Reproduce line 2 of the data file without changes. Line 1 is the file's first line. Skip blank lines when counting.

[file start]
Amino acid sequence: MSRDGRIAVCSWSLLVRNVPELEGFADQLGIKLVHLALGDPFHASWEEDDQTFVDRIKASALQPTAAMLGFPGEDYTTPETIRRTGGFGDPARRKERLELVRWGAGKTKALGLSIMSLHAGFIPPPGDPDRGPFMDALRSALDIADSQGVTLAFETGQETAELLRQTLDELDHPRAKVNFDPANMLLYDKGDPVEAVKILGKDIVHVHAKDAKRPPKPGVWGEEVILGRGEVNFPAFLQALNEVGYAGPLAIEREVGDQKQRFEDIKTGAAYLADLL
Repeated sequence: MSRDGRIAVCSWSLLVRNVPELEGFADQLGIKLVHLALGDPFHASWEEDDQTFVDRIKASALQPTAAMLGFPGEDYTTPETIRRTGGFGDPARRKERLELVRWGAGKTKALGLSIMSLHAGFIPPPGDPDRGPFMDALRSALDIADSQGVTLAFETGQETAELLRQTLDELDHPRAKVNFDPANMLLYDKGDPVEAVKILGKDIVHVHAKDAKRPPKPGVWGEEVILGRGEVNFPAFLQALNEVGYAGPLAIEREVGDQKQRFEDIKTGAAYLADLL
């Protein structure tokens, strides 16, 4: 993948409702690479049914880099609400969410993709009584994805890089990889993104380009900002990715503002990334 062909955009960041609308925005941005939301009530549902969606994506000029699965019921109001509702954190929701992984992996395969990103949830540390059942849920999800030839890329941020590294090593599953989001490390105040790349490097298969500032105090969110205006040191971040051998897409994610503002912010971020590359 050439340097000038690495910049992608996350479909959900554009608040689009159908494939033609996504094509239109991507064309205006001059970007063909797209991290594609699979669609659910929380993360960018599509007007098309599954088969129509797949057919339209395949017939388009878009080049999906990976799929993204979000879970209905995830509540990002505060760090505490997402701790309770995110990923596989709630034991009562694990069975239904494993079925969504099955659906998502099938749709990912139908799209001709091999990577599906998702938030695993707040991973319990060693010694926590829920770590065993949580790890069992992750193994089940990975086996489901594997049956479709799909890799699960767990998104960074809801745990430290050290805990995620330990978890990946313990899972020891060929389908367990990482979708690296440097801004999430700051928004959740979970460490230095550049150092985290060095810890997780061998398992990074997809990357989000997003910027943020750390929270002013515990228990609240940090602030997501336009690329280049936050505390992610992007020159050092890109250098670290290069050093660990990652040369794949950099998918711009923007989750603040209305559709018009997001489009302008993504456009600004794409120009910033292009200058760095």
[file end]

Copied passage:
Repeated sequence: MSRDGRIAVCSWSLLVRNVPELEGFADQLGIKLVHLALGDPFHASWEEDDQTFVDRIKASALQPTAAMLGFPGEDYTTPETIRRTGGFGDPARRKERLELVRWGAGKTKALGLSIMSLHAGFIPPPGDPDRGPFMDALRSALDIADSQGVTLAFETGQETAELLRQTLDELDHPRAKVNFDPANMLLYDKGDPVEAVKILGKDIVHVHAKDAKRPPKPGVWGEEVILGRGEVNFPAFLQALNEVGYAGPLAIEREVGDQKQRFEDIKTGAAYLADLL